MaxPlanckResearch 1/2020


Bettina Hitzer: Between guilt, anxiety and hope
Receiving a cancer diagnosis is always a shock. There is probably no other physical illness that has such a severe psychological impact on the person concerned. For a long time, researchers sought to find the cause of the disease in the personalities of the patients themselves. This was a fatal mistake, as our author shows on the basis of how the issue was treated in the past.

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The philosopher of the Big Bounce
Humankind has always been fascinated by the mythical concept of a cyclic universe that ends in a cosmic conflagration and is then reborn. Modern Big Bang theory that suggests an infinitely expanding universe rules out this possibility. But has the final word been spoken on the issue? Anna Ijjas investigates this fundamental question at the Max Planck Institute for Gravitational Physics in Hannover.

Biology & Medicine

The Methuselah Cocktail
Linda Partridge and her colleague Sebastian Grönke at the Max Planck Institute for Biology of Ageing in Cologne can’t promise eternal life – but they are at least discovering ways to lead a healthier one. The researchers’ findings in fruit flies and mice have revealed astonishing new insights into ageing that will also benefit us humans.

Physics & Astronomy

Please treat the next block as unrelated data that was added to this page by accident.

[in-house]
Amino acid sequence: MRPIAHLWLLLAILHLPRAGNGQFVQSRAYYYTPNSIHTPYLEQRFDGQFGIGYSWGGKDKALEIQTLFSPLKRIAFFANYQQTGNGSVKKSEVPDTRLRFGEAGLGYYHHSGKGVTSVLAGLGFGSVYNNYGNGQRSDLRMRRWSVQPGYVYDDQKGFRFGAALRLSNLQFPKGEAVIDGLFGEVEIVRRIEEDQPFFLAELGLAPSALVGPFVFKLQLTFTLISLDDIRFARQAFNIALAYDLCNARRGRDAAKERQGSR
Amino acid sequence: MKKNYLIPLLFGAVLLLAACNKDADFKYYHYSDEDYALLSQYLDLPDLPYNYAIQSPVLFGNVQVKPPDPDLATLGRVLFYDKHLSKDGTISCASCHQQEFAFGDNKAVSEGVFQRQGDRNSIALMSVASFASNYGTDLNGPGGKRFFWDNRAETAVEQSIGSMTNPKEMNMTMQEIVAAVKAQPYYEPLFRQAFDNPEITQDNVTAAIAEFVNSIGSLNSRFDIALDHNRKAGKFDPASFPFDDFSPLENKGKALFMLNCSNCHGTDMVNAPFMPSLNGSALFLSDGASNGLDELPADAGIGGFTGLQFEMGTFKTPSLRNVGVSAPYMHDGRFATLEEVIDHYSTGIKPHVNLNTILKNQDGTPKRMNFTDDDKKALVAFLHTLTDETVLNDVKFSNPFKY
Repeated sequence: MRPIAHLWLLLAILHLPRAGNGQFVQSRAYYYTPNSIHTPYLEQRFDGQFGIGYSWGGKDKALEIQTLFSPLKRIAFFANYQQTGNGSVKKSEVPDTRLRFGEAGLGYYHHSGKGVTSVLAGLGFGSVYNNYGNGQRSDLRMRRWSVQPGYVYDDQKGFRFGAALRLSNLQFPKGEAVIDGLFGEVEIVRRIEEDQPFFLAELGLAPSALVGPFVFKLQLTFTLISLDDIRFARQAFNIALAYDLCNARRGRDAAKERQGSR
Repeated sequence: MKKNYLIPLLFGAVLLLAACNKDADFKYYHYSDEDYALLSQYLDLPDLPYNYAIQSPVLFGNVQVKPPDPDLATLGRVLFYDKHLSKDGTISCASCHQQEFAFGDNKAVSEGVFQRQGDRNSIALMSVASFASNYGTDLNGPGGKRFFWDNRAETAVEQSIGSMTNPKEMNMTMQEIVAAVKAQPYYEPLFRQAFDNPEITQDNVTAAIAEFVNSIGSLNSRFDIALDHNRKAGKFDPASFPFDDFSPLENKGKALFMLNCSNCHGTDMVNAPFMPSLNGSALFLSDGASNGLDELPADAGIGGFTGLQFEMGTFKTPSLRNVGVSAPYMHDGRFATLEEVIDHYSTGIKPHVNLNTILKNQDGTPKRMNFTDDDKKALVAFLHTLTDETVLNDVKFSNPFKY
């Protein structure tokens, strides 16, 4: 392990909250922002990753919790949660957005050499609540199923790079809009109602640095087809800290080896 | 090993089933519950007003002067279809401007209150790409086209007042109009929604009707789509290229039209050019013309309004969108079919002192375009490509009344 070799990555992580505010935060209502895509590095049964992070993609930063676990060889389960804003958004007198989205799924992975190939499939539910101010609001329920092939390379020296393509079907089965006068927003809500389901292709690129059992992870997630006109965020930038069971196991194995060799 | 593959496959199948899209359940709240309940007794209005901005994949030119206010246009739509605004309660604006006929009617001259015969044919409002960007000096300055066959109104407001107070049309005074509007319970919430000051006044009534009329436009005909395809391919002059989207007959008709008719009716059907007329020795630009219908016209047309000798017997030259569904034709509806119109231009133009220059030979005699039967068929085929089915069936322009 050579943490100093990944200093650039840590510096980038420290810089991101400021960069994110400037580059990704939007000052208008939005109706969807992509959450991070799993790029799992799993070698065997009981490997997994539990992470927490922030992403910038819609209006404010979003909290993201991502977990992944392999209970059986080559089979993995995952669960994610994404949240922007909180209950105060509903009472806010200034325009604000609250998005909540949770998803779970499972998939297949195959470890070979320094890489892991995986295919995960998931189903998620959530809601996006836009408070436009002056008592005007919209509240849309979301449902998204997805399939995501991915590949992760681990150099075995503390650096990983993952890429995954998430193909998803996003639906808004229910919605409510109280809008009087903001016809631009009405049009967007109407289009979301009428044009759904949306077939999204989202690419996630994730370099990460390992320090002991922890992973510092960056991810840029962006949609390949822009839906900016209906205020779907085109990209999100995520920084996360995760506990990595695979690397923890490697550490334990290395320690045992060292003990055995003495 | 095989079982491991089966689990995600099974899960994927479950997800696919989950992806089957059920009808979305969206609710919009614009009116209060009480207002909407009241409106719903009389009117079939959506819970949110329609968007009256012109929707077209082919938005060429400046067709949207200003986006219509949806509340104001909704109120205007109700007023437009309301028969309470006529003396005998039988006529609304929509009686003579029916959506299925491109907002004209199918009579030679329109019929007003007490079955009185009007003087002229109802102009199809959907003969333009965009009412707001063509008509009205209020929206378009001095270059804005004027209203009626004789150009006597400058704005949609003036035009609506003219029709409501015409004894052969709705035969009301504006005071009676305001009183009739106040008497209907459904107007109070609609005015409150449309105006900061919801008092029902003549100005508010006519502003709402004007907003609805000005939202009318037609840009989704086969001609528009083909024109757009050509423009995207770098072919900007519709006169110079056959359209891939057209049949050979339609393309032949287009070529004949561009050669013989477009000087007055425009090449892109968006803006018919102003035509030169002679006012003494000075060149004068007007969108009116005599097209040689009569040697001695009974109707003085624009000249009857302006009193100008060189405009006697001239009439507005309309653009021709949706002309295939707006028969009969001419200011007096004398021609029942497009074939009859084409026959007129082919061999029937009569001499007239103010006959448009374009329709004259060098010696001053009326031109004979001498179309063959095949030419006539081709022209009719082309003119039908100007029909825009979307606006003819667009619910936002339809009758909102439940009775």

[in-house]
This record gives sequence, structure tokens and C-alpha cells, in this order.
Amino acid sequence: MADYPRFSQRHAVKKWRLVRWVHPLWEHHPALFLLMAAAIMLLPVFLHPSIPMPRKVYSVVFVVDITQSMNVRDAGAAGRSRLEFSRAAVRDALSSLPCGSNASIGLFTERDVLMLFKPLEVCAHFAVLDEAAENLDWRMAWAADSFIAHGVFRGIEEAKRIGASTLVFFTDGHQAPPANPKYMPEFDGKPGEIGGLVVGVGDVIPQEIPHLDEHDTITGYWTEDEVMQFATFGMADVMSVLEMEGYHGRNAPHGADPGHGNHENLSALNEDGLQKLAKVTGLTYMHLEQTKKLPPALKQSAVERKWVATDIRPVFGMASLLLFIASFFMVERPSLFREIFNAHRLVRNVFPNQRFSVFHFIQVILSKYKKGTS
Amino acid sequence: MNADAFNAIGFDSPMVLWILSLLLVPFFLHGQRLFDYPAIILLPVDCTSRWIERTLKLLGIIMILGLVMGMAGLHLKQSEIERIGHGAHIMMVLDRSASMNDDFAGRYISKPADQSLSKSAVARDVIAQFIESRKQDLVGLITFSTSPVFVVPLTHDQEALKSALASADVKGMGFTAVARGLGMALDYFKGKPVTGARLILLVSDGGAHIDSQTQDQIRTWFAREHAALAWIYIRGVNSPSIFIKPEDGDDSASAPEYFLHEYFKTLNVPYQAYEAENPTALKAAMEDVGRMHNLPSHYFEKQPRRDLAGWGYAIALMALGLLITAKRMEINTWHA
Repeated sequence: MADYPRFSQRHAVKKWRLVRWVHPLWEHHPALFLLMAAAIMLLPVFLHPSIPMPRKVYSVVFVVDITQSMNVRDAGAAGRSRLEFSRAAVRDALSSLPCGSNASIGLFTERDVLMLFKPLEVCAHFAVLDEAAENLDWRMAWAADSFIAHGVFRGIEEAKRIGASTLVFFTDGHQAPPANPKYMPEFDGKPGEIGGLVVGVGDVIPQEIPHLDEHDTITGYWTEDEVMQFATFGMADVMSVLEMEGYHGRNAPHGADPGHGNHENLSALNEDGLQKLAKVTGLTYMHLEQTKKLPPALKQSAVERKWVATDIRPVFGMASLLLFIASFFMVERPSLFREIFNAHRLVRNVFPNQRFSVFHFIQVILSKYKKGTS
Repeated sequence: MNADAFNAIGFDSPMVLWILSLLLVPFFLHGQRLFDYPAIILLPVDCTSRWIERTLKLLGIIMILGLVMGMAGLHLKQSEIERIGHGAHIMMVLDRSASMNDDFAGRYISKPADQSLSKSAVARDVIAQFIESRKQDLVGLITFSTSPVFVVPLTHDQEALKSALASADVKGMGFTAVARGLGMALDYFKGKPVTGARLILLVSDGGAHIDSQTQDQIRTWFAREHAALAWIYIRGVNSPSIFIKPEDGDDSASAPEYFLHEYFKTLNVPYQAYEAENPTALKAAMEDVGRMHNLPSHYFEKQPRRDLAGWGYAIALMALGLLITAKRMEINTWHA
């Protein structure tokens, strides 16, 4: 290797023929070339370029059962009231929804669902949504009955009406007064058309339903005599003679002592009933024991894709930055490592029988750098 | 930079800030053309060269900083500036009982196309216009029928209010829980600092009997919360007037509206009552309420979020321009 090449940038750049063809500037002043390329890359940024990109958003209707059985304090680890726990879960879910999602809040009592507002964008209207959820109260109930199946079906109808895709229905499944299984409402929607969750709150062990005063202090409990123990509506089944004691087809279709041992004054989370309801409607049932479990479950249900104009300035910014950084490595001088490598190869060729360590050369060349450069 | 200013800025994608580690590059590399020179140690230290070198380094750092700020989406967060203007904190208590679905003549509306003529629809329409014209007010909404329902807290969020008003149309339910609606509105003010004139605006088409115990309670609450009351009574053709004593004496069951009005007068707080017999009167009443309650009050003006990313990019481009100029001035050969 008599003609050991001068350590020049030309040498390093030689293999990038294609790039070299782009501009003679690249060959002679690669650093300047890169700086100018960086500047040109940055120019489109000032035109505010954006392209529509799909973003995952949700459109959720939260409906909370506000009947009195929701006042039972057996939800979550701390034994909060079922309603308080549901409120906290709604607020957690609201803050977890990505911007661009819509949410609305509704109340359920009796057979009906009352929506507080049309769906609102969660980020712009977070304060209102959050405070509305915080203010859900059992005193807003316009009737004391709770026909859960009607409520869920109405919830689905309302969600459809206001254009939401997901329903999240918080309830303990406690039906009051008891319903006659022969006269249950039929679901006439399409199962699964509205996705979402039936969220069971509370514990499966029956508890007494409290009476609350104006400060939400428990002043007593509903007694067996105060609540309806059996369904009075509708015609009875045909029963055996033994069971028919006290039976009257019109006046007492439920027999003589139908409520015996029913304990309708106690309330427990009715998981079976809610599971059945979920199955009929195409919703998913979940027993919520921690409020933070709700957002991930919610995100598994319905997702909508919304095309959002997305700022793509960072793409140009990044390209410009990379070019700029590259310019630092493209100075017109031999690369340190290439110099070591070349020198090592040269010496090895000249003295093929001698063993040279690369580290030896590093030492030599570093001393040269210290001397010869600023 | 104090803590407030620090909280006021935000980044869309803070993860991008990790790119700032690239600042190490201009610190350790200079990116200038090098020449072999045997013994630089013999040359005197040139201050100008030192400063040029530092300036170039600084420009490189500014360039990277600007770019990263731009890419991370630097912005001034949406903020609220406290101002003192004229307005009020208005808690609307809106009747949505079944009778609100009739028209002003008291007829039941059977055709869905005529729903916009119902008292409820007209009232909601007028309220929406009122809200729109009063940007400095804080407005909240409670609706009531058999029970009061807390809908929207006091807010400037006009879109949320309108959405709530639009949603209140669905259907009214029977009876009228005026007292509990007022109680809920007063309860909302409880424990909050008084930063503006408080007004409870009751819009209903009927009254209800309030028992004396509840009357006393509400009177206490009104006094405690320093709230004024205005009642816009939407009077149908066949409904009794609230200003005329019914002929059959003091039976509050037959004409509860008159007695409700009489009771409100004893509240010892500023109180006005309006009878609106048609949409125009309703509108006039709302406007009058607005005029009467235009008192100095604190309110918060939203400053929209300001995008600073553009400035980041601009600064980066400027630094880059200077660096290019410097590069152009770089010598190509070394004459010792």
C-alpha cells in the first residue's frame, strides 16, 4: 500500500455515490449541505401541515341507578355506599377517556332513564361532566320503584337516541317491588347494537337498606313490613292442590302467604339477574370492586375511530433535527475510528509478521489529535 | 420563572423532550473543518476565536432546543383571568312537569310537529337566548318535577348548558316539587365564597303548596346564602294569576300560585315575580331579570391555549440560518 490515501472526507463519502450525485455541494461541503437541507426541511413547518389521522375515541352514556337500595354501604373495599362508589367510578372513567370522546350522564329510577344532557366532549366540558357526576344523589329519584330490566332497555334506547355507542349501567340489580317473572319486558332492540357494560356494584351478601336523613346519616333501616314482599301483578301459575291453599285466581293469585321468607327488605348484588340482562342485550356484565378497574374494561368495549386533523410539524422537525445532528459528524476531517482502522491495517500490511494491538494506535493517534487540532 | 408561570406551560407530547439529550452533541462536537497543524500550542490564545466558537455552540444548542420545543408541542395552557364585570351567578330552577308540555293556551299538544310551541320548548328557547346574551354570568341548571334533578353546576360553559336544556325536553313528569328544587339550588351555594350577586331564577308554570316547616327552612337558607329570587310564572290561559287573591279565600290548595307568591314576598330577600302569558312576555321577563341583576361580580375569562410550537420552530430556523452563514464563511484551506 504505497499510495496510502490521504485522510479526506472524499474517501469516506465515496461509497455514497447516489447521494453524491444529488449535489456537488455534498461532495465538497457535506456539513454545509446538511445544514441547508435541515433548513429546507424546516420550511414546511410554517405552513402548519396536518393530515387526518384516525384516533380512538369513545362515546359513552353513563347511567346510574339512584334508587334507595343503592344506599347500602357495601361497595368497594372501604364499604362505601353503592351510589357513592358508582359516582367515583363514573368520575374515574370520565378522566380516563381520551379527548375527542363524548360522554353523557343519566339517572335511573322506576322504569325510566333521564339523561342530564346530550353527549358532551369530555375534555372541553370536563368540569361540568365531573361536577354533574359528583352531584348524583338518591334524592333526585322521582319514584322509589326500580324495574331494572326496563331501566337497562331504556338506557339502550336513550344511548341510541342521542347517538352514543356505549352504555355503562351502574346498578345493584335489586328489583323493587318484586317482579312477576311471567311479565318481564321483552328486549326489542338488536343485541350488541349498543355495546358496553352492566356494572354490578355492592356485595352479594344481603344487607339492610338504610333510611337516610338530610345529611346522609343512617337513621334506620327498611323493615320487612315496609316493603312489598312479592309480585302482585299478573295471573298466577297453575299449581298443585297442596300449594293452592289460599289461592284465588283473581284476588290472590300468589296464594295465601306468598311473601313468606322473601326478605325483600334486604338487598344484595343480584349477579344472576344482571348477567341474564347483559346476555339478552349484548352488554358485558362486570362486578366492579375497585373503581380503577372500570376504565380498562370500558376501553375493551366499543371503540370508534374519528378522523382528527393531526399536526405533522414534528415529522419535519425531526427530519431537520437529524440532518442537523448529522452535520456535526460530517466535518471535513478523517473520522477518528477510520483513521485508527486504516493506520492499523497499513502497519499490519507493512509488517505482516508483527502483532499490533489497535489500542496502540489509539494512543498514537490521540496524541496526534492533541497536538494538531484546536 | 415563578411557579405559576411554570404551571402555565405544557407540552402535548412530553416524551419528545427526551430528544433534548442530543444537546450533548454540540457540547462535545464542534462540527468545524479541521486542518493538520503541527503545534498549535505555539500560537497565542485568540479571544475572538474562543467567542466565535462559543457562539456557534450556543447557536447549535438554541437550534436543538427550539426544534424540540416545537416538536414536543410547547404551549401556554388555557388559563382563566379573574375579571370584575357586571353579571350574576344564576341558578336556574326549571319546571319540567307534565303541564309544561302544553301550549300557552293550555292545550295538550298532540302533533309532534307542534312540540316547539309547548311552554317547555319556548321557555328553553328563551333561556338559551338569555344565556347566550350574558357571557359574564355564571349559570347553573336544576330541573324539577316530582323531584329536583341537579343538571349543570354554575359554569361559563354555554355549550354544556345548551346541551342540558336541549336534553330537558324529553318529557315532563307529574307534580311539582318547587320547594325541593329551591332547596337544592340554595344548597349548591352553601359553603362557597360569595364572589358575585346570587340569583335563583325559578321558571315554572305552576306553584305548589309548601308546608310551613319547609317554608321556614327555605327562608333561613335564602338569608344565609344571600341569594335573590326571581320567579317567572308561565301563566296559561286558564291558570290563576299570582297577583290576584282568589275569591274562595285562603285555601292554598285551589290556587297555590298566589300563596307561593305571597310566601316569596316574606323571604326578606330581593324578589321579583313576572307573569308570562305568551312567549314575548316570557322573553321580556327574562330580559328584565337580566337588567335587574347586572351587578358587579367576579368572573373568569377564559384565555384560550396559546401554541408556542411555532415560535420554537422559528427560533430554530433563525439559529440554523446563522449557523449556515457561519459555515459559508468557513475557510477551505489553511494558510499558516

The mystery of the heavenly bursts
A cosmic lightning storm is playing out all around us. At any given moment, somewhere in the sky, a burst of radiation flashes and then fades away. Only observable with radio telescopes, these bursts last one-thousandth of a second and are one of astrophysics’ greatest mysteries. Scientists rather doubt this is evidence of warlike aliens fighting “star wars” in the vastness of space. Experts have named them “fast radio bursts” – but where do they come from?

Culture & Society

Just be patient!
For many people, waiting is simply a waste of time. According to Matthias Sutter, however, “those who can wait get more out of life.” At the Max Planck Institute for Research on Collective Goods in Bonn, the behavioral economist is studying how children and young adults can be trained to manage money sensibly and follow a stable path in life.

Materials & Technology

Ivory from a test tube
For a long time, pianists have had to live without the sensation of playing on ivory keys. One remedy for this is synthetic ivory, a substitute developed by Dieter Fischer, Sarah Parks, and Jochen Mannhart, who usually spend their time researching quantum electronic phenomena at the Max Planck Institute for Solid State Research in Stuttgart. Now, a start-up is planning to produce the material on a large scale – and not only for use in piano keys.
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